Skadden Fellow: Emily Friedman, "Funding Big Ideas That Make a Difference"

When Emily B. Friedman (’98) moved to Chicago for her Skadden Fellowship at the Legal Assistance Foundation of Metropolitan Chicago, she was glad for the opportunity to do public interest work while also being back in the Midwest and closer to her family in St. Louis, Missouri.

Eighteen years later, Emily still calls Chicago home, and through her work, she is still able to help make a difference in the lives of the city’s residents. An associate general counsel at the John D. and Catherine T. MacArthur Foundation, Emily helps staff from across the foundation navigate issues relating to tax-exempt law and is the dedicated internal legal adviser for three programs: Criminal Justice, Nuclear Challenges and Chicago Commit­ment, which is dedicated to supporting the city through grants and investments.

As a member of the Chicago Commitment team, Emily, along with other members, meets with community leaders and heads of local organizations to gather ideas on how best to boost the arts and culture and contend with social issues such as gun violence. She also reviews grants to ensure they fall within the range of permitted activities for 501(c)(3) private foundations.

“It’s these types of initiatives and the opportu­nity to hear first-hand from folks working on solving challenging issues of the day that makes working at MacArthur, as my general counsel puts it, an ‘intellectual feast,’” Emily says.

The MacArthur Foundation is one of the larg­est private philanthropic organizations in the nation and awards grants to both individuals and institutions. It may be best known for its no-strings-attached $625,000 “genius” prizes to promote individual creative endeavors, but its scope is much greater. The foundation has awarded more than $5 billion in grants since its founding 38 years ago. Its Big Bets programs fund initiatives that tackle key social concerns, including climate change, the threat of nuclear weapons and criminal justice reform.

Emily, who went to law school hoping to effect social change, considers her work a rare opportunity to develop and bring to life big ideas with potentially significant social impact. As part of her compliance respon­sibilities, she must on occasion conduct due diligence of pertinent laws and regulations. For instance, in the case of the Nuclear Chal­lenges program, a grant may involve work with people in sanctioned countries, such as Iran and North Korea. It’s Emily’s job to ensure the grantees have secured the neces­sary license from the Treasury Department’s Office of Foreign Assets Control to do the work for which they would receive funds — a necessary responsibility at times in tension with the desire of program staff to move the grant along.

“It’s fantastic to help people make a difference in the world,” she says. “They’re doing great work, and I always want to be the green light and say, ‘OK, do it quicker, do it quicker!’ But it’s often my duty to be the yellow light. I strive to find a way to make the grant work in a way that protects the foundation while allowing the grantee to carry out its mission.”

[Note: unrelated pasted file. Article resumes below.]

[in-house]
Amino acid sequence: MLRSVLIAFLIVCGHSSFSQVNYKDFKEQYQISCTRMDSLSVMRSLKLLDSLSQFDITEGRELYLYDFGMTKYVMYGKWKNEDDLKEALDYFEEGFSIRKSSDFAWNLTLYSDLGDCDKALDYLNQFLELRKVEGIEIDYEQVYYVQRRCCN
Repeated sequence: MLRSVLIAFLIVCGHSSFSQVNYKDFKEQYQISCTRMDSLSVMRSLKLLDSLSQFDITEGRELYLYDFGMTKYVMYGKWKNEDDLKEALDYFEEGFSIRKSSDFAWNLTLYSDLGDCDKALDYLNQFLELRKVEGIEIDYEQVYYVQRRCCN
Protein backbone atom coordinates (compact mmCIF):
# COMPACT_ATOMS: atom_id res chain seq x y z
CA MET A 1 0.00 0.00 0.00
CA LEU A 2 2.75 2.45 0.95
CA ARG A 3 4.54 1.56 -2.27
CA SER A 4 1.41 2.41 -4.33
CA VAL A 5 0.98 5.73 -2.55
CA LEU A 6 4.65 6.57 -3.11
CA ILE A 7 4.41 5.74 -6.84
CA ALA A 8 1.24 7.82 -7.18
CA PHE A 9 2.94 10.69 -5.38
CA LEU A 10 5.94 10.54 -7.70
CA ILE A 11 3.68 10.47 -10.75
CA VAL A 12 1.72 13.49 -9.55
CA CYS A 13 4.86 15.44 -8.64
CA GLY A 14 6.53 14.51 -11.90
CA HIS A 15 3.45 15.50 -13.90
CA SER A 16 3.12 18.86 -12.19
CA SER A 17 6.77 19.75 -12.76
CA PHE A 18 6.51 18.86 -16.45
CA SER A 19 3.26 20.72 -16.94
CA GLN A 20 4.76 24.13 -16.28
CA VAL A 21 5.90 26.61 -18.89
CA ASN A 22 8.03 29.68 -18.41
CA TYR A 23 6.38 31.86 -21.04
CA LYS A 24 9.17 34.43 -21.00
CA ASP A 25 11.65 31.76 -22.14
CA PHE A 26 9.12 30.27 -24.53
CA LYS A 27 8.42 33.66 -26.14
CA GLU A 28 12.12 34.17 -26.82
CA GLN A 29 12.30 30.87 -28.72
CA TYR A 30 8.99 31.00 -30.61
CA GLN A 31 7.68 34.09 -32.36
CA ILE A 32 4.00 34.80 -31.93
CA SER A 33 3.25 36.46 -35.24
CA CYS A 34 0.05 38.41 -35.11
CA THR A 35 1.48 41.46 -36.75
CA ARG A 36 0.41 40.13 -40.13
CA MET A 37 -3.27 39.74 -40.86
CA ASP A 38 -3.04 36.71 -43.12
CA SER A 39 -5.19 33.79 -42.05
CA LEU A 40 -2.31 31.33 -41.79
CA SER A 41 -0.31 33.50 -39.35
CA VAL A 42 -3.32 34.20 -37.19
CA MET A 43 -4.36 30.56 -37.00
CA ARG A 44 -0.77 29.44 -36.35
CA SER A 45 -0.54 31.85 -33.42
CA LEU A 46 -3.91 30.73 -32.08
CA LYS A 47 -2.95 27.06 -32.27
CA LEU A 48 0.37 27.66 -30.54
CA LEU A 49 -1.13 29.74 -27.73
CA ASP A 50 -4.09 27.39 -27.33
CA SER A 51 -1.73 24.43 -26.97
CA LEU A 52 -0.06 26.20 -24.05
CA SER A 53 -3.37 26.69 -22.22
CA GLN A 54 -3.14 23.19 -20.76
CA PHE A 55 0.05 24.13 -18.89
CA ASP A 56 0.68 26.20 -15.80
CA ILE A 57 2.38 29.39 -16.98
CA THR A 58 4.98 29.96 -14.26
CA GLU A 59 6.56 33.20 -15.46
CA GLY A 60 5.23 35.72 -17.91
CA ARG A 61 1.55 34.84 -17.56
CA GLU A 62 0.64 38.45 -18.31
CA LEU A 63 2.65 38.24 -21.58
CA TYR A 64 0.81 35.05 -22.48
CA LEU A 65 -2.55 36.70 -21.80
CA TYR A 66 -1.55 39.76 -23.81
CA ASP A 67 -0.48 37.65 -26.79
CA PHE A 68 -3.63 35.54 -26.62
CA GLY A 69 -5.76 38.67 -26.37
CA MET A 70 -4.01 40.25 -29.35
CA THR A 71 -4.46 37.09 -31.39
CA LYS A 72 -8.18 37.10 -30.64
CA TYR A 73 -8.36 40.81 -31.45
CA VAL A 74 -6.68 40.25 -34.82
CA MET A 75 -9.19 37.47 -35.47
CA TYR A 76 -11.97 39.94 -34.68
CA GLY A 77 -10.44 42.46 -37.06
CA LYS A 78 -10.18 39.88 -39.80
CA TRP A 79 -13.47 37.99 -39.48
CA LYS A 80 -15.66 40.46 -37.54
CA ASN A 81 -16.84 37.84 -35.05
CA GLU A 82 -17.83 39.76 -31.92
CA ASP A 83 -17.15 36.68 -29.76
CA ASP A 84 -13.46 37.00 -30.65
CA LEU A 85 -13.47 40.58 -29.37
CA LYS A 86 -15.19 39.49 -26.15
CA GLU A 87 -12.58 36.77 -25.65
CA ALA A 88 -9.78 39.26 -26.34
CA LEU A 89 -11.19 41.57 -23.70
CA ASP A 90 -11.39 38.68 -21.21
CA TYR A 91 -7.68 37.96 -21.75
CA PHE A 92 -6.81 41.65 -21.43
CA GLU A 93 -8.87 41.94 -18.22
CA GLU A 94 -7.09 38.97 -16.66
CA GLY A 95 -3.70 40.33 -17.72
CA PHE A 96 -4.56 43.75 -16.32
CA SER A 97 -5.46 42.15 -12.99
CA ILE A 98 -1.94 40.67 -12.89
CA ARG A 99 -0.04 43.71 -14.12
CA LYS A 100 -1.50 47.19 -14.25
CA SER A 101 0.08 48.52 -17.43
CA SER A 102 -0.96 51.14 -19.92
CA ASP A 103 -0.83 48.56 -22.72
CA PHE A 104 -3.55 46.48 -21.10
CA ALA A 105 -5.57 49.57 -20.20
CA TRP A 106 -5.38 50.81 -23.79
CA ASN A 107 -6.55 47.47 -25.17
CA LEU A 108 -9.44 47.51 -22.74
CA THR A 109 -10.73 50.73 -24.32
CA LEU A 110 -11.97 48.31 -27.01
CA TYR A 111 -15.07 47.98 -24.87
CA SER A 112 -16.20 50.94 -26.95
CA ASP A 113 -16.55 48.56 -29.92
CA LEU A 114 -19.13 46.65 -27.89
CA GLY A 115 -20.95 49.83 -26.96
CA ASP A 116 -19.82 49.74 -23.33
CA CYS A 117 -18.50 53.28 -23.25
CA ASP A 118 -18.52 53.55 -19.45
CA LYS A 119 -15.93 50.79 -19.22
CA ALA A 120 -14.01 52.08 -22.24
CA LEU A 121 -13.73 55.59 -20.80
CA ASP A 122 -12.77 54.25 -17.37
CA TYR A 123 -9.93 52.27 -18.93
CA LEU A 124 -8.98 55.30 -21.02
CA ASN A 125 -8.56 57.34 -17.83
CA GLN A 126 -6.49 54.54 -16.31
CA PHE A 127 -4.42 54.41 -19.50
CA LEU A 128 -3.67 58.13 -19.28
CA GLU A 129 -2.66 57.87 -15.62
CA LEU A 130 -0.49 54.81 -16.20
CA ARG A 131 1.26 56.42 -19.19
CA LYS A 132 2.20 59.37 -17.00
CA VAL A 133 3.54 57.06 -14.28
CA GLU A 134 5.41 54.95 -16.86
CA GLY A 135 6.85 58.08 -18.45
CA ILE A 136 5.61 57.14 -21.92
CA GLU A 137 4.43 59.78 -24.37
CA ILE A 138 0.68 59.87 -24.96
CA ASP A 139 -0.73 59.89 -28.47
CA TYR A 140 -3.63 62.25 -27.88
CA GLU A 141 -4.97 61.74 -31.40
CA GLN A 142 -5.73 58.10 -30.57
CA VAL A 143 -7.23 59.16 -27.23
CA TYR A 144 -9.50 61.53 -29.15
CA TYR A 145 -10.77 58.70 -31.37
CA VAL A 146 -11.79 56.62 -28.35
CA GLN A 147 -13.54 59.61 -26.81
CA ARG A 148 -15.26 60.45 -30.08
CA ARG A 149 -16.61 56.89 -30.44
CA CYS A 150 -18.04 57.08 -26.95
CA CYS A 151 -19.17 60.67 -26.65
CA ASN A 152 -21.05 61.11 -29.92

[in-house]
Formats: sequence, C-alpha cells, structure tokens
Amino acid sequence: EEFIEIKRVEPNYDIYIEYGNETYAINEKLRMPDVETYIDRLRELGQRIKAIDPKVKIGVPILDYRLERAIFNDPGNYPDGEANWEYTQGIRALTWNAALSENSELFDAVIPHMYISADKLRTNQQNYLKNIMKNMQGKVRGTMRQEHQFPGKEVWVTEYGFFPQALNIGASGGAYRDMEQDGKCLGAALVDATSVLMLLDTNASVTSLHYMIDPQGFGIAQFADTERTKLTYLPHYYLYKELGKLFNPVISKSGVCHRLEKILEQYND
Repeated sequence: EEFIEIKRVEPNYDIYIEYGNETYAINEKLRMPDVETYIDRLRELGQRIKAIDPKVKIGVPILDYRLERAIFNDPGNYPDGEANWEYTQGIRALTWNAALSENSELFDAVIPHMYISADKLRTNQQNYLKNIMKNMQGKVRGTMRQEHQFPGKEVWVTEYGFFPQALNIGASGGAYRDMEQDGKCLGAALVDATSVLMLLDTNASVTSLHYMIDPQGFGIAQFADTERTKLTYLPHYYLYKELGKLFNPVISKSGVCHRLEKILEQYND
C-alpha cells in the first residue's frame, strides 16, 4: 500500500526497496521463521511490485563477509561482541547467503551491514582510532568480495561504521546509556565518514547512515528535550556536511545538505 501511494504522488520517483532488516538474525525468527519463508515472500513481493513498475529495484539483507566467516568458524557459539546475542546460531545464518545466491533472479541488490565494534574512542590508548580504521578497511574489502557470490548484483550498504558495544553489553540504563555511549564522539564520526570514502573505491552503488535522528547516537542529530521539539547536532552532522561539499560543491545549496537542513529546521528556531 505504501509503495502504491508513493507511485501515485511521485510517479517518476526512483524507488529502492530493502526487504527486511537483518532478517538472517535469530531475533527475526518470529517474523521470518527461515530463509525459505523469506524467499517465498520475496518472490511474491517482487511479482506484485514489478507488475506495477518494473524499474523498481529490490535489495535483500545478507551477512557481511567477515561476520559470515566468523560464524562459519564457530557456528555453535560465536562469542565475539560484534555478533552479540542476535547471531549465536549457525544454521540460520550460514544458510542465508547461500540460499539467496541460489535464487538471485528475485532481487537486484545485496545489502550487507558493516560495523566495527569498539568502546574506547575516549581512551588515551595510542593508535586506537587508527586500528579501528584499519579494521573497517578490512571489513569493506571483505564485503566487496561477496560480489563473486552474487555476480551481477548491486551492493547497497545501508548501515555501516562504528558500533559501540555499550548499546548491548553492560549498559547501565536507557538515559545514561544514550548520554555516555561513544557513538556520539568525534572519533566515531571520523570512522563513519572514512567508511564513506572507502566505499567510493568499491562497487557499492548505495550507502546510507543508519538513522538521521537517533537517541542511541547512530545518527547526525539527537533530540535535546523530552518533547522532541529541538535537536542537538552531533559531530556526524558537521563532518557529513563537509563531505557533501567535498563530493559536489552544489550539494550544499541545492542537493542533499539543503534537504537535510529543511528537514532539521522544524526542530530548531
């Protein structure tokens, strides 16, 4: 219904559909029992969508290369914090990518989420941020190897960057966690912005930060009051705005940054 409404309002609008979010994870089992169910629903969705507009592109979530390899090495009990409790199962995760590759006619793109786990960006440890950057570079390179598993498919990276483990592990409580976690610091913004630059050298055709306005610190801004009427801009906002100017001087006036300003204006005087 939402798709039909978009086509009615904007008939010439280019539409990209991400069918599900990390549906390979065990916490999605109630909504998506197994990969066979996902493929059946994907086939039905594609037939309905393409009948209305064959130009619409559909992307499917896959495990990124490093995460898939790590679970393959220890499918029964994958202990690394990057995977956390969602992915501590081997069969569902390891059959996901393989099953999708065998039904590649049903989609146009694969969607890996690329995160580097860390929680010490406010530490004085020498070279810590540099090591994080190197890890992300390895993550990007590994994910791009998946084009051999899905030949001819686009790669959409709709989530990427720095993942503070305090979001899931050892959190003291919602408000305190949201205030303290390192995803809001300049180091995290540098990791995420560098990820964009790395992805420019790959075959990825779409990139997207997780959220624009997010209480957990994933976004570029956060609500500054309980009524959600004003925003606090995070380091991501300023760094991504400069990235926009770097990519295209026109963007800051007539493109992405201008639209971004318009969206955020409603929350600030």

A graduate of the University of Pennsylvania, Emily obtained a master’s degree in human services management at Brandeis University before attending the Duke University School of Law.

As a Skadden Fellow, she worked as a Legal Assistance Foundation staff attorney to expand child care options in Chicago and help low-income families obtain child care. The fellowship began soon after President Bill Clinton signed the Personal Responsibility and Work Opportunity Reconciliation Act of 1996, which emphasized employ­ment as a way out of poverty.

“Government benefits became a Catch-22 where women were denied aid because they were not working, but they were unable to work because they didn’t have child care,” Emily says. During her time at the Legal Assistance Foundation, Emily co-wrote a manual for child care providers outlining common liability and licensing issues for child care centers. It was a much-needed resource for such providers, some of who operated informal centers out of their homes and didn’t have the legal infrastructure necessary for lasting success.

Following her fellowship, Emily spent two years in private practice and then seven years at Harpo Productions, the company that ran The Oprah Winfrey Show, and the Oprah Winfrey Foundation, ultimately serving as interim general counsel. It was there that Emily realized how much she enjoyed in-house counsel work at foundations.

“It was kind of the perfect fit for me,” she says. “The work that charitable foundations do is highly regulated — Oprah Winfrey had a couple of different kinds of nonprofits, and different rules applied to each. I had to figure out what those rules were and how we could work with them. I felt like I was coming into work and solving a puzzle every day.”

In 2012, she joined the MacArthur Foundation. Emily especially enjoys the opportunity to again work in an environment where she has the luxury of really knowing her client, the foundation.

“At MacArthur, I’m not providing advice from afar — I’m familiar with my organization’s culture, and I know what works within that culture,” she says. “That gives me the context to identify issues proac­tively and provide thoughtful legal advice.”